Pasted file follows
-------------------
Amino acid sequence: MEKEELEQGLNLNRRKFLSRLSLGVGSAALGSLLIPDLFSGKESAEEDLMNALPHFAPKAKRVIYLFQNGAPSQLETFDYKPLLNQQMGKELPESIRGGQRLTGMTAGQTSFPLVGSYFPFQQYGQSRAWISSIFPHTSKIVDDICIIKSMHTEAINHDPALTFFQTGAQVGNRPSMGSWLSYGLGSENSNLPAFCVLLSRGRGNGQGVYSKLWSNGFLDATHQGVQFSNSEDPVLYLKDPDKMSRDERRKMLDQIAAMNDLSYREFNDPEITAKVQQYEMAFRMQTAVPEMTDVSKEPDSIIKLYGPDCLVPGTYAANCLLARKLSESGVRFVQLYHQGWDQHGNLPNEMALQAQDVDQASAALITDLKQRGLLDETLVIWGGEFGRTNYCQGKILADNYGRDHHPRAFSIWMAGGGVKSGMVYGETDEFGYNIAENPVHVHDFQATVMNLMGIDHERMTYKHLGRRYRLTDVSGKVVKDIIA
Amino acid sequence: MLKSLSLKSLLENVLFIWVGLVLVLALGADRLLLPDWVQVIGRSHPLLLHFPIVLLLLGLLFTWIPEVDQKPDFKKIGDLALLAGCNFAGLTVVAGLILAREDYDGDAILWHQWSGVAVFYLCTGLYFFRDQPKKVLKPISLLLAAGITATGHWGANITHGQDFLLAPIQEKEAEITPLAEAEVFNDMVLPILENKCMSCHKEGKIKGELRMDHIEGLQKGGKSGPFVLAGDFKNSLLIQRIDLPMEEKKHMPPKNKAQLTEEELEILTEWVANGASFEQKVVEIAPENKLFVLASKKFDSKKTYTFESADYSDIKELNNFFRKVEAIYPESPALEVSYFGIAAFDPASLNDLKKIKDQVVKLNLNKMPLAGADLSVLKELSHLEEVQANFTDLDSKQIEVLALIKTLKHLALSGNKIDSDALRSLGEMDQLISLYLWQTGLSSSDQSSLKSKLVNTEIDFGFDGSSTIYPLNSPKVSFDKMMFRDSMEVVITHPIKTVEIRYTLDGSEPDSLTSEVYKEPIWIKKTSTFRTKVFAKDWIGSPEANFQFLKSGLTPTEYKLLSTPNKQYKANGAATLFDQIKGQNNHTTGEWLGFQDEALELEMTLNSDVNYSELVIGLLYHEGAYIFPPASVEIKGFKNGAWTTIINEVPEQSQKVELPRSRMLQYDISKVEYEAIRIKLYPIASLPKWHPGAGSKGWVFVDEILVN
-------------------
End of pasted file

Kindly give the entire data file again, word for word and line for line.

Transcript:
Amino acid sequence: MEKEELEQGLNLNRRKFLSRLSLGVGSAALGSLLIPDLFSGKESAEEDLMNALPHFAPKAKRVIYLFQNGAPSQLETFDYKPLLNQQMGKELPESIRGGQRLTGMTAGQTSFPLVGSYFPFQQYGQSRAWISSIFPHTSKIVDDICIIKSMHTEAINHDPALTFFQTGAQVGNRPSMGSWLSYGLGSENSNLPAFCVLLSRGRGNGQGVYSKLWSNGFLDATHQGVQFSNSEDPVLYLKDPDKMSRDERRKMLDQIAAMNDLSYREFNDPEITAKVQQYEMAFRMQTAVPEMTDVSKEPDSIIKLYGPDCLVPGTYAANCLLARKLSESGVRFVQLYHQGWDQHGNLPNEMALQAQDVDQASAALITDLKQRGLLDETLVIWGGEFGRTNYCQGKILADNYGRDHHPRAFSIWMAGGGVKSGMVYGETDEFGYNIAENPVHVHDFQATVMNLMGIDHERMTYKHLGRRYRLTDVSGKVVKDIIA
Amino acid sequence: MLKSLSLKSLLENVLFIWVGLVLVLALGADRLLLPDWVQVIGRSHPLLLHFPIVLLLLGLLFTWIPEVDQKPDFKKIGDLALLAGCNFAGLTVVAGLILAREDYDGDAILWHQWSGVAVFYLCTGLYFFRDQPKKVLKPISLLLAAGITATGHWGANITHGQDFLLAPIQEKEAEITPLAEAEVFNDMVLPILENKCMSCHKEGKIKGELRMDHIEGLQKGGKSGPFVLAGDFKNSLLIQRIDLPMEEKKHMPPKNKAQLTEEELEILTEWVANGASFEQKVVEIAPENKLFVLASKKFDSKKTYTFESADYSDIKELNNFFRKVEAIYPESPALEVSYFGIAAFDPASLNDLKKIKDQVVKLNLNKMPLAGADLSVLKELSHLEEVQANFTDLDSKQIEVLALIKTLKHLALSGNKIDSDALRSLGEMDQLISLYLWQTGLSSSDQSSLKSKLVNTEIDFGFDGSSTIYPLNSPKVSFDKMMFRDSMEVVITHPIKTVEIRYTLDGSEPDSLTSEVYKEPIWIKKTSTFRTKVFAKDWIGSPEANFQFLKSGLTPTEYKLLSTPNKQYKANGAATLFDQIKGQNNHTTGEWLGFQDEALELEMTLNSDVNYSELVIGLLYHEGAYIFPPASVEIKGFKNGAWTTIINEVPEQSQKVELPRSRMLQYDISKVEYEAIRIKLYPIASLPKWHPGAGSKGWVFVDEILVN